Periodontal Disease

Periodontal disease is an inflammatory disease of the tissues around the teeth, which gradually destroys the support of your natural teeth. The primary cause of this infection is certain types of bacteria found in dental plaque. These specific bacteria produce toxins, which irritate the gums, resulting in inflammation, which is seen as red, swollen, tender and/or bleeding gums. If this irritation remains unaddressed, it can lead to a worsening of the problems with the gums separating from the teeth and the formation of deep pockets. Deep pockets often indicate the loss of the bone supporting your teeth. Thus, as periodontal disease progresses, the supporting gum tissue and bone that holds teeth in place, deteriorates. If left untreated, this leads to receded gums, loose or drifting teeth and even tooth loss.

Before treatment begins, time is spent gathering information on your condition, its history, and the effect it has had on your quality of life. This information gathering is completed at the initial visit appointment. During the appointment we are able to ascertain a diagnosis and cause for your problems. Subsequently, a treatment plan can be developed that will address your periodontal condition while also considering your personal desires or concerns.

Most periodontal treatment plans can be divided into phases: hygienic phase, surgical phase and maintenance phase. The first phase, hygienic phase, comprises of a thorough scaling and root planing of the teeth to clean off the tartar or calculus (hard mineral deposits on the roots) and plaque (soft deposits comprised of the harmful bacterial colonies). For your comfort, you can have local anaesthetic to ‘numb’ the gums. We will also instruct and review your oral hygiene or home mouth-care.

The hygienic phase aims to significantly reduce the amount of bacteria and hard deposits on your teeth. Doing so should reduce the inflammation of your gums. The results of this therapy are evaluated a few weeks later at the re- evaluation appointment. This second evaluation (the first being the initial visit) not only allows the doctor to evaluate how your gums have healed after the scaling appointments, but it also allows us to review your home mouth-care. It is also at this appointment that we assess the next phases in your periodontal rehabilitation. The final two phases of a treatment plan are the surgical phase and the maintenance phase. These phases are used to support the results achieved in the hygienic phase. After scaling and root planing, many patients do not require any surgical therapy. However, the majority of patients will require ongoing maintenance therapy to sustain periodontal health. Non-surgical therapy does have its limitations, however, and when it does not achieve periodontal health, surgical therapy may be utilized to restore periodontal anatomy damaged by periodontal diseases and to make oral hygiene practices easier.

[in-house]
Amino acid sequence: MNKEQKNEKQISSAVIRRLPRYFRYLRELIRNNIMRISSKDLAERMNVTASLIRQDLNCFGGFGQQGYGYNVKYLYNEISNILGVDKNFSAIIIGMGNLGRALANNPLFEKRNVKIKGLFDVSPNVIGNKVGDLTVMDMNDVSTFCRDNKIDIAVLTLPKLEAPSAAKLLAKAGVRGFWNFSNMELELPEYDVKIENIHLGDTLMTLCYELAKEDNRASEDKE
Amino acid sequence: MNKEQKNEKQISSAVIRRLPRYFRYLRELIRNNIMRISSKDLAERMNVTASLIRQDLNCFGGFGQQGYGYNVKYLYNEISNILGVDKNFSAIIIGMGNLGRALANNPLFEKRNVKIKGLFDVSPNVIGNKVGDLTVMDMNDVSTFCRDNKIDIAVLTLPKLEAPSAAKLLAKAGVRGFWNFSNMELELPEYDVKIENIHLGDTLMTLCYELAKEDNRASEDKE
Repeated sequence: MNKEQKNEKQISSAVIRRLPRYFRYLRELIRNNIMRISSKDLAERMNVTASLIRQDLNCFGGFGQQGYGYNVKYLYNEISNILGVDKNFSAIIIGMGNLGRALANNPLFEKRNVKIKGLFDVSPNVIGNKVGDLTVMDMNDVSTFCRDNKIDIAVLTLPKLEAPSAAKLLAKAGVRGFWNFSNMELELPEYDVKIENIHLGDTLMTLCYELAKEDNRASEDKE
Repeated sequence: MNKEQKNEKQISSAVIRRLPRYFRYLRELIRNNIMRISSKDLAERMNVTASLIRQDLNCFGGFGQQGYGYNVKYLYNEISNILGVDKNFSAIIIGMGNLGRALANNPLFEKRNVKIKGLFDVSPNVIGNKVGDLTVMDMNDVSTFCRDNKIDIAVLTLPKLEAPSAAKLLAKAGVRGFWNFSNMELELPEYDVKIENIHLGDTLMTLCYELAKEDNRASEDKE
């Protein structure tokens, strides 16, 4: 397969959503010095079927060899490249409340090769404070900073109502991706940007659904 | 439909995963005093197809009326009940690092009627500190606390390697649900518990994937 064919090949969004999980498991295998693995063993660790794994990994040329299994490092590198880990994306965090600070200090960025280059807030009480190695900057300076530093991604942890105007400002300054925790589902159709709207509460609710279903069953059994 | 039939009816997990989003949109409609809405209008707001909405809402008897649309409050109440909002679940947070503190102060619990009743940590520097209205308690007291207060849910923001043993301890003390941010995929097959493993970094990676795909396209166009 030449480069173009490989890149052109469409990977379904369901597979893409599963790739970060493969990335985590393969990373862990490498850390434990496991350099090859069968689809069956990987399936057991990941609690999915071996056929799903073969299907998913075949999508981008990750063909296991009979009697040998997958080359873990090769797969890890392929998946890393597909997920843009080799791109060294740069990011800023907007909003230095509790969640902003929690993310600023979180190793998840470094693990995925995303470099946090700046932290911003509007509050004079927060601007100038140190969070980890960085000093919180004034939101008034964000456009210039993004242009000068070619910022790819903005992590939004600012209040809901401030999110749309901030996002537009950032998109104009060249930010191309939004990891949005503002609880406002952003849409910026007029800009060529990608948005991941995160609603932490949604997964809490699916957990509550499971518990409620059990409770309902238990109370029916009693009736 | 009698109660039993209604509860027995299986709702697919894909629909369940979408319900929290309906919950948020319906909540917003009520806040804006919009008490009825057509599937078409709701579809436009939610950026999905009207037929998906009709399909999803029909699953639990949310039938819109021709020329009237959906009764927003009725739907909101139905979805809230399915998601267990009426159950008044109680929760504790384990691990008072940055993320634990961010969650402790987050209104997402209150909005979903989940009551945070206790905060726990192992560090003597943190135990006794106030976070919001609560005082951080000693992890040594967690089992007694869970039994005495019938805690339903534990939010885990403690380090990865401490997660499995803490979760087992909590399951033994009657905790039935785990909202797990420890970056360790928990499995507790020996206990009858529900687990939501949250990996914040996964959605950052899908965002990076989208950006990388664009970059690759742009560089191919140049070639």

Surgery may be useful if deep pockets persist after the initial, thorough scaling appointments. When deep pockets between the teeth and gums are present, it is difficult to thoroughly remove plaque and tartar. Despite your best efforts and those of the hygienist it is difficult to get these pockets clean and free of the harmful bacterial colonies that result in periodontal disease. Even if most of the bacteria is cleaned off, these deep pockets are a niche or environment that is favourable to harmful bacteria, thus, soon after a cleaning or scaling appointment, the bacteria grow back.

To interrupt this cycle of scaling followed by re-growth of bacteria then scaling and so forth, a surgical phase may be indicated. The primary purpose of surgery is pocket depth reduction. By reducing or eliminating the deep pockets three main objectives are achieved: the niche or environment favoured by harmful bacteria is eliminated, the resulting shallow pockets are easier for the hygienist to scale and the shallow pockets are more easily kept clean by good home-care.

The final and some say, most critical phase, is the maintenance phase. It is comprised of regular scaling visits at a regular interval, customized to your specific disease process. The time between visits can be 3, 4, 6 or 12 months and is decided after we have determined how far you have come since the initial visit and how many cleaning visits would be required yearly to maintain or improve upon the results achieved thus far. At these visits we will evaluate your oral hygiene, re-assess your inflammation and pocket depths, complete a deep scaling (with local anaesthetic if necessary) and discuss your periodontal condition with you. Maintaining these regular appointments is critical to your long-term periodontal health.


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